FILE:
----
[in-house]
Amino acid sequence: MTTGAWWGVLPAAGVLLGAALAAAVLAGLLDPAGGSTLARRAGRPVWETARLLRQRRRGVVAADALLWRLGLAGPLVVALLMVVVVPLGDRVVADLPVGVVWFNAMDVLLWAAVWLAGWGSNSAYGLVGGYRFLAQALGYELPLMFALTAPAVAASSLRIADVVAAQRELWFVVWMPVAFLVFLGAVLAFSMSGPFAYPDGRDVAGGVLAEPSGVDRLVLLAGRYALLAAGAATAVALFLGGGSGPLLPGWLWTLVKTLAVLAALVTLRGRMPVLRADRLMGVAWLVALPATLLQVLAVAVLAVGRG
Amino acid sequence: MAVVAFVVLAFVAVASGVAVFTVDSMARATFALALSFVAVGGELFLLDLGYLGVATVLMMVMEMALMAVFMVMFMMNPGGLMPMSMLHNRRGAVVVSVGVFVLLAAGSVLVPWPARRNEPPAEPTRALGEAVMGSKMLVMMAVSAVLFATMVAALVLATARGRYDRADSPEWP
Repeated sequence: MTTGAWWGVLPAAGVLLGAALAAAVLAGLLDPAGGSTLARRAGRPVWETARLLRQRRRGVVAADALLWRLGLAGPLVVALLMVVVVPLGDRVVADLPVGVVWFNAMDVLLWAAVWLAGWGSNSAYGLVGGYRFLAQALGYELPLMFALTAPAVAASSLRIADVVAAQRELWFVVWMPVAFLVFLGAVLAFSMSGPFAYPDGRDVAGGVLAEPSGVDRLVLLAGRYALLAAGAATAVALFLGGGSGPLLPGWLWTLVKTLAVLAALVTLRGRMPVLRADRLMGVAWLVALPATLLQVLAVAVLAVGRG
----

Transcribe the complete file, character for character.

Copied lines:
[in-house]
Amino acid sequence: MTTGAWWGVLPAAGVLLGAALAAAVLAGLLDPAGGSTLARRAGRPVWETARLLRQRRRGVVAADALLWRLGLAGPLVVALLMVVVVPLGDRVVADLPVGVVWFNAMDVLLWAAVWLAGWGSNSAYGLVGGYRFLAQALGYELPLMFALTAPAVAASSLRIADVVAAQRELWFVVWMPVAFLVFLGAVLAFSMSGPFAYPDGRDVAGGVLAEPSGVDRLVLLAGRYALLAAGAATAVALFLGGGSGPLLPGWLWTLVKTLAVLAALVTLRGRMPVLRADRLMGVAWLVALPATLLQVLAVAVLAVGRG
Amino acid sequence: MAVVAFVVLAFVAVASGVAVFTVDSMARATFALALSFVAVGGELFLLDLGYLGVATVLMMVMEMALMAVFMVMFMMNPGGLMPMSMLHNRRGAVVVSVGVFVLLAAGSVLVPWPARRNEPPAEPTRALGEAVMGSKMLVMMAVSAVLFATMVAALVLATARGRYDRADSPEWP
Repeated sequence: MTTGAWWGVLPAAGVLLGAALAAAVLAGLLDPAGGSTLARRAGRPVWETARLLRQRRRGVVAADALLWRLGLAGPLVVALLMVVVVPLGDRVVADLPVGVVWFNAMDVLLWAAVWLAGWGSNSAYGLVGGYRFLAQALGYELPLMFALTAPAVAASSLRIADVVAAQRELWFVVWMPVAFLVFLGAVLAFSMSGPFAYPDGRDVAGGVLAEPSGVDRLVLLAGRYALLAAGAATAVALFLGGGSGPLLPGWLWTLVKTLAVLAALVTLRGRMPVLRADRLMGVAWLVALPATLLQVLAVAVLAVGRG